of us think that intimacy is the ultimate goal of life and the essence
of belonging. We want intimate marriages, intimate friendships, and
intimate small groups. But we may have misunderstood our basic wiring.
the 1960s, Edward T. Hall concluded that our sense of belonging—feeling
connected to others—requires that we comfortably fill four
different spaces in our lives: public, social, personal, and intimate.
space has its own characteristics and implications for the church and
our walk with Christ.
space speaks to the broadest connections
we have with people. We may not know them by name but their presence
(worship service, sporting event, shopping mall) is important. Imagine
the strangeness of always being alone in worship centers, sporting
arenas, or department stores.
space represents the next level of
belonging. It’s where we actually chit-chat with folk about life,
hobbies, weather, work, and other generic topics. This space, too, is
invaluable to us feeling connected to others. We need it, and plenty of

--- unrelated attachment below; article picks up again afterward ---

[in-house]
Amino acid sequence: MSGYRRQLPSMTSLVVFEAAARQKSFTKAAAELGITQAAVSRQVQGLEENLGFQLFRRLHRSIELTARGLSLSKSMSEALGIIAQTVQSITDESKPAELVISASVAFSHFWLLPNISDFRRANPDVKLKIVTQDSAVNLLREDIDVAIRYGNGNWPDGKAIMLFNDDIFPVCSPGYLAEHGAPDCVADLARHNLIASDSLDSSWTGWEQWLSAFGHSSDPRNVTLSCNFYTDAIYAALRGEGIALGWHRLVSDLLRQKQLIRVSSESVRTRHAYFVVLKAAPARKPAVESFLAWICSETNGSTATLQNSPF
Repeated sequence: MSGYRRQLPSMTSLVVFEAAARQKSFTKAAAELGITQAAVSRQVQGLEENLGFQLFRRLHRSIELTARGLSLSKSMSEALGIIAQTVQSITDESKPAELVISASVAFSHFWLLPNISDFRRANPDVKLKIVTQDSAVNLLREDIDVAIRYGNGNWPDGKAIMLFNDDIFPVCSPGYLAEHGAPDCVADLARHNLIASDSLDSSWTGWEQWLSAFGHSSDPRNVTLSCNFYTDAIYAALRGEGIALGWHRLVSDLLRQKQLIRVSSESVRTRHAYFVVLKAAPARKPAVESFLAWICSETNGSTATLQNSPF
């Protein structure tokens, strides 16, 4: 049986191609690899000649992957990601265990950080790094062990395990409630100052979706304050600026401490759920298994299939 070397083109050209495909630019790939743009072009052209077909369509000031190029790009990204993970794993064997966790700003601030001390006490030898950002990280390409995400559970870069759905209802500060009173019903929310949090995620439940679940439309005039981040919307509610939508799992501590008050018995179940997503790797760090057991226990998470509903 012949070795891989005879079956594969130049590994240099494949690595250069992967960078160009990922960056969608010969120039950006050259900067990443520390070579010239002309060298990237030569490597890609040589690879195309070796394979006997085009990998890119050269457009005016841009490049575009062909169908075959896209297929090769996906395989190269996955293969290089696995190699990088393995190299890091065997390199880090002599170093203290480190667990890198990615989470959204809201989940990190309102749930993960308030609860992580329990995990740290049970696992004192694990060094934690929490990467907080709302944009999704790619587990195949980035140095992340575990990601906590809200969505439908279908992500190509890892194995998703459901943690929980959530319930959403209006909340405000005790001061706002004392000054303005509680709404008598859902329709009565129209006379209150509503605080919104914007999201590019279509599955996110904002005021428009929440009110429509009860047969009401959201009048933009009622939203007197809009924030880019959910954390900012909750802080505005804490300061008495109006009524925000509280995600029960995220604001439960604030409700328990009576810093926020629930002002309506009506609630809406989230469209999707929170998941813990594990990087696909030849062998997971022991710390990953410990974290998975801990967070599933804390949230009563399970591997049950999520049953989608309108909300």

Myers (The Search to Belong, 2003) writes: “We denigrate social
belonging as superficial. We surmise that nothing significant takes
place in social relationships. However, if you don’t think much of
small talk, try living without it for a while.”
space involves more vulnerable and
transparent conversations. It’s where we share our private experiences,
feelings, and thoughts. And the number of folk in this group of our
lives is usually quite small. It’s our “close friends” space.
refers to that closest space where we can be “naked and not ashamed,”
metaphorically speaking. Indeed, shame is the experience of the
intimate self exposed in an inappropriate space. This space includes
perhaps just a spouse and one or two others in our lives.
does this mean for us?
marriages don’t function at the intimate level all the time. That would
be oppressive. They also involve personal space (sharing how we felt
about the day), social space (chatting about the kids, house, and
home), and public space (sitting comfortably across a room from each
from the time that we need alone (sleep, privacy, and solitude), the
ratio of time we spend healthily in each space is perhaps 50:40:8:2.
church small groups function between the social and personal space—and
we could helpfully frame even our walk with Christ in these terms. It
might help us to realize that intimacy with Christ in every moment is
neither likely nor necessary. Our walk with Him involves all four